By Lisa Smith Molinari, Contributor
Like most military families struggling to climb the never-ending series of financial peaks along life’s path, we are in a constant state of semi-panic.
Mortgages, car loans, school tuition, music lessons, credit card payments, repair bills, sports fees, application fees, grocery bills, insurance bills, and all the other costs that encumber the typical military family, can pile up into a seemingly overwhelming mountain of expenses.
We trudge up that treacherous peak, wondering if we’ll ever get out of debt, save enough for college, and make it to retirement. We keep at it, hoping that one day, we’ll reach the summit and plant a flag signaling that our personal financial goals have been achieved. And it’ll be all downhill from there.
In the meantime, we keep climbing from one tiny crumbling precarious ledge to the next, in a continuing struggle to balance our income and expenses. And just when we think we’ve found a foothold, something comes along and knocks us into another crevasse of debt.
No, it’s not a polar bear, a mountain goat, or the Abominable Snowman — it’s the Holiday Shopping Season and there’s nothing more dangerous to our financial security this time of year.
“Now, kids, your father and I are not going to buy a lot of Christmas presents this year,” I’ve told our children on numerous occasions, and despite their “we’ve heard this before” eye-rolling, I’ve sincerely meant it every time.
The problem is: once I get out there in that frenzy of holiday shoppers, I lose my way. Despite careful budgeting and planning, I am bombarded by a blizzard of twinkle lights, eye-catching displays, irresistible special pricing, fuzzy slippers, cheese log samples, ingenious gadgets, two-for-one deals, and unsolicited perfume spritzes.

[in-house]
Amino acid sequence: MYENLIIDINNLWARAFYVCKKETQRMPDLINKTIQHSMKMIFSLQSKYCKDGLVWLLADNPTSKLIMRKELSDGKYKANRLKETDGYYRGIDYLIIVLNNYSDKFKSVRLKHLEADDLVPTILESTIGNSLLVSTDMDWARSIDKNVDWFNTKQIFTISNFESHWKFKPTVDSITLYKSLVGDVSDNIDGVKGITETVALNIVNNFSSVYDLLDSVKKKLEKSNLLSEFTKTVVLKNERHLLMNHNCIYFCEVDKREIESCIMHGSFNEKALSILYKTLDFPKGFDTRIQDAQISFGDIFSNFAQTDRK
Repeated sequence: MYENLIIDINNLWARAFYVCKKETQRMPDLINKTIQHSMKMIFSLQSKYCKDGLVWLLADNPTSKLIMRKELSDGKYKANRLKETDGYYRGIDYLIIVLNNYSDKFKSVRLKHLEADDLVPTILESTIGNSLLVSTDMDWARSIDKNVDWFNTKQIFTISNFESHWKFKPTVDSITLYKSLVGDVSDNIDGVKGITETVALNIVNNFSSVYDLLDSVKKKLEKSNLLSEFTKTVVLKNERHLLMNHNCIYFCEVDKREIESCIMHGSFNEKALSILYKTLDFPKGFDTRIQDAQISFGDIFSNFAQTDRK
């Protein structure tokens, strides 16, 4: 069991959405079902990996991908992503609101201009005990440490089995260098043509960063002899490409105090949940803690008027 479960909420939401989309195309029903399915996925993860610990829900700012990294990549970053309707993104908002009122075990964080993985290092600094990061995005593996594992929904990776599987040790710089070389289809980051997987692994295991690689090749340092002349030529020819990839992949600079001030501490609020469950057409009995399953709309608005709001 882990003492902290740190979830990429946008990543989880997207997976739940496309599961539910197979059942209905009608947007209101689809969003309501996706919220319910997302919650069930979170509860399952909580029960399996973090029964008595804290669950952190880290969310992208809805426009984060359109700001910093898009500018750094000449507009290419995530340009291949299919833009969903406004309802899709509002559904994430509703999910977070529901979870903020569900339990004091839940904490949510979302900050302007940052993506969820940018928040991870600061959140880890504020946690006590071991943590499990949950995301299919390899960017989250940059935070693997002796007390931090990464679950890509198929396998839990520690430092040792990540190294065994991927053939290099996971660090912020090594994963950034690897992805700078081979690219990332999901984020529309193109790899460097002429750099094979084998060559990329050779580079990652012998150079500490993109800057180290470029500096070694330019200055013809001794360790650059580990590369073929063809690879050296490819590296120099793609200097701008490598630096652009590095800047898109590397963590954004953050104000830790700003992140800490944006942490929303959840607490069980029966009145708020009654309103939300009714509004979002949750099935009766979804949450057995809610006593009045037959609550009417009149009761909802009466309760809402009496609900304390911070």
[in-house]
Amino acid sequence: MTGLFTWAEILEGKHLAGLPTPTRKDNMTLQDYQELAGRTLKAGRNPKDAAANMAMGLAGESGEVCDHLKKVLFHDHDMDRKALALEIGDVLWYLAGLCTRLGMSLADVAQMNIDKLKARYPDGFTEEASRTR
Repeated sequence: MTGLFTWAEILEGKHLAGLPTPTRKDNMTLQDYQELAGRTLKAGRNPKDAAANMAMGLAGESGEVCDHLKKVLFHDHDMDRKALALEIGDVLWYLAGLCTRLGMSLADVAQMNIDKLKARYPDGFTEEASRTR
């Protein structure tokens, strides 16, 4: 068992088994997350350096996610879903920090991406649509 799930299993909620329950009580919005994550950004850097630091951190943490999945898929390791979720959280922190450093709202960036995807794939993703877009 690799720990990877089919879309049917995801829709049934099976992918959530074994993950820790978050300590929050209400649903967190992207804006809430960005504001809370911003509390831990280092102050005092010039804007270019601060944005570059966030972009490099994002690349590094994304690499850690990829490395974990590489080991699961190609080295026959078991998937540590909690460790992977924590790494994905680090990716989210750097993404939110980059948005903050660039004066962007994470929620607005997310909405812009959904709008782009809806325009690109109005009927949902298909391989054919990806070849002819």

One minute, I show up at the mall armed with a budgeted list of specific items and a plan to be home before dinner. The, next thing I know, I’ve overdosed on department store fragrances and Harry & David samples. My husband and kids have called numerous times, wondering why I haven’t come home yet. My minivan is stuffed with shopping bags full of items, half of which I bought for myself.
Woozy and confused, I chew the remnants of peppermint bark a vaguely recall buying from a female elf at Macy’s, make the humiliating “drive of shame” back home, and wonder when the avalanche of credit card bills will start rolling in.
What happened? Will I ever learn financial self-control and stay on course? Or will I always be blinded by the blizzard of holiday shopping temptations and go adrift?
With three teenagers in the house and college tuition bills looming in our future, I’m making a pledge to stay on course this year: I WILL NOT try on boots, agree to a free exfoliating hand massage, sample gourmet mustards, or inhale even the tiniest whiff in the perfume department. I WILL stick to my list, pay in cash, avoid anyone dressed up like an elf, and save a few dollars left for the Salvation Army bucket.
I may not have Rudolph to guide me, but there’s no need to cancel Christmas. This misfit shopper will make it through the holiday spending blizzard of 2013, and live to tell the story.
Lisa Smith Molinari is a Seabee Online contributor. Her blog can be found at www.themeatandpotatoesoflife.com.
The Navy’s Personal Financial Management program address the financial education needs of Sailors and their families, and addresses the Navy’s need to keep personnel focused on mission readiness. CLICK HERE FOR MORE INFORMATION.